The seed of the flower of death,
as small as a foxglove aphid,
plants itself in the loam of birth
to wind its roots and piercing stalk
through the lattice of our organs
until there’s no space left to burrow.
It’s only then that the bud bursts
our skin, to begin to unfurl
its dark petals — soft as new flesh,
reeking of the work of maggots —
about our oblivious selves.
When edges meet, we’re sealed away.
KEVIN GRAUKE has published work in such places as The Threepenny Review, The Southern Review, Quarterly West, Cimarron Review, and Ninth Letter. He’s the author of the short-story collection Shadows of Men (Queen’s Ferry), winner of the Steven Turner Award from the Texas Institute of Letters. He teaches at La Salle University in Philadelphia.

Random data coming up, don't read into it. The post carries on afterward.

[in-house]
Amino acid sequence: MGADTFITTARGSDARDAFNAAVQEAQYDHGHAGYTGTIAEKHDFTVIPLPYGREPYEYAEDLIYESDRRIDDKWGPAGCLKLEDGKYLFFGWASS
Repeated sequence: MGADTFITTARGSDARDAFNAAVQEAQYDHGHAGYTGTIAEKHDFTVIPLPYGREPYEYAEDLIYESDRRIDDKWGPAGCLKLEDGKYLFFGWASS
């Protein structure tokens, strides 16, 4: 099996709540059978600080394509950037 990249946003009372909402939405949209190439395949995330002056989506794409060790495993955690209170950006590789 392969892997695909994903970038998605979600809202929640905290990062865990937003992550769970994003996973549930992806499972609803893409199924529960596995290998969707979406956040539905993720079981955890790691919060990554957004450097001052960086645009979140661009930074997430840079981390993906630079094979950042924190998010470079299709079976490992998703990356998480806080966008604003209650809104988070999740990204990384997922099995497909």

REBECCA PYLE, named at birth for Daphne du Maurier’s and Hitchcock’s masterpieces, Rebecca, is both writer and artist whose artwork and writing are in Fugue, The Chattahoochee Review, Muse/A Journal, JuxtaProse, The Menteur, Cobalt Review, The Hong Kong Review, New England Review, Gargoyle, The Kleksograph, and The Penn Review. Pyle has lived the past decade or two in Utah, not terribly far from the often cloud-draped Great Salt Lake and its many small islands continually hosting migrating birds. Her artwork has appeared on covers of over a dozen journals, and within many others.